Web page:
The group held a press conference on 13 January 1971, explaining that they would be giving a series of concerts at the Young Vic theatre, where they would develop the fictional elements of the proposed film along with the audience. After Keith Moon had completed his work on the film 200 Motels, the group gave their first Young Vic concert on 15 February. The show included a new quadrophonic public address system which cost £30,000 and the audience was invited from various organisations such as youth clubs, with a few tickets on sale to the general public.
After initial concerts, the group flew to New York’s Record Plant Studios at Lambert’s suggestion, for studio recordings. The group were joined by guests Al Kooper on Hammond organ, Ken Ascher on piano and Leslie West on guitar. Townshend received a 1957 Gretsch guitar from Joe Walsh, which was used during the session and went on to become his main guitar for studio recording. Lambert’s participation in the recording was minimal, and he proved to be unable to mix the final recordings. He had started taking hard drugs, while Townshend was drinking brandy regularly. After returning to Britain, engineer Glyn Johns made safety copies of the Record Plant material, but decided that it would be better to re-record it from scratch at Olympic Sound Studios in Barnes.
The group gave a further series of concerts at the Young Vic on 25 and 26 April, which were recorded on the Rolling Stones Mobile Studio by Andy Johns, but Townshend grew disillusioned with Lifehouse and further shows were cancelled. The project proved to be intractable on several levels and caused stress within the band as well as a major falling out between Townshend and Lambert. Years later, in the liner notes to the remastered CD, Townshend wrote that the failure of the project led him to the verge of a nervous breakdown. Audiences at the Young Vic gigs were not interested in interacting with the group to create new material, but simply wanted the Who to play “My Generation” and smash a guitar. Roger Daltrey, at the time, said the Who “were never nearer to breaking up”.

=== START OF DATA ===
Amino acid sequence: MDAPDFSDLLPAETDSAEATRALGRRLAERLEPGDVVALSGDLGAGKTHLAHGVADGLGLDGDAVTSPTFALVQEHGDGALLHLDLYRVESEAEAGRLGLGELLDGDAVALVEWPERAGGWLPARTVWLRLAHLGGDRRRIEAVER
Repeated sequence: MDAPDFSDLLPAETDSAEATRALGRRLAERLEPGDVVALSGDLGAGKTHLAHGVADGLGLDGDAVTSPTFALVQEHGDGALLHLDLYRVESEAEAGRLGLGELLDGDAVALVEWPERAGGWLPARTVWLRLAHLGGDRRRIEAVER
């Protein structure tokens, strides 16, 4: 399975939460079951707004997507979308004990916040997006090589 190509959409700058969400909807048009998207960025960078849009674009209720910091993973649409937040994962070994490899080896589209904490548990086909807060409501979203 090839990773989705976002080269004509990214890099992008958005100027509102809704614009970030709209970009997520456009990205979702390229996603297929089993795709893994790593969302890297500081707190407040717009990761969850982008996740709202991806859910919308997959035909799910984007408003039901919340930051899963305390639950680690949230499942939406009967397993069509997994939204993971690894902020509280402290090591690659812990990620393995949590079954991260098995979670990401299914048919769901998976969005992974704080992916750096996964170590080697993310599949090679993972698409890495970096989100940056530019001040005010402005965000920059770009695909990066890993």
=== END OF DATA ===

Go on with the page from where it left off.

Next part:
Although the Lifehouse concept was abandoned, scraps of the project remained present in the final album, including the use of synthesizers and computers. An early concept for Lifehouse featured the feeding of personal data from audience members into the controller of an early analogue synthesiser to create a “universal chord” that would have ended the proposed film. A key result of abandoning Lifehouse was a newfound freedom; the very absence of an overriding musical theme or storyline (which had been the basis of Tommy) allowed the band to concentrate on maximising the impact of individual tracks, and providing a common sound between them.
Although he gave up his original intentions for the Lifehouse project, Townshend continued to develop the concepts, revisiting them in later albums, including a 6-CD set, The Lifehouse Chronicles in 1999. In 2007 he opened a website called The Lifehouse Method to accept personal input from applicants which would be turned into musical portraits.
Most of Who’s Next was recorded at Olympic Studios, Barnes with Glyn Johns.
The first session for what became Who’s Next was at Mick Jagger’s house, Stargroves at the start of April 1971, using the Rolling Stones Mobile. The final backing track of “Won’t Get Fooled Again” was recorded there. Townshend later recalled, “we did a test run and it was fucking incredible” and decided to relocate recording to Olympic at Johns’ suggestion. Recording there started on 9 April, where the band attempted a basic take of “Bargain”. The bulk of the sessions occurred during May, when the group recorded “Time is Passing”, “Pure and Easy”, “Love Ain’t for Keeping” (which had been reworked from a rock track into an acoustic arrangement), “Behind Blue Eyes”, “The Song Is Over”, “Let’s See Action” and “Baba O’Riley”. Nicky Hopkins guested on piano, while Dave Arbus was invited by Moon to play violin on “Baba O’Riley”. John Entwistle’s “My Wife” was added to the album at the last minute late in the sessions, and was originally intended for a solo album.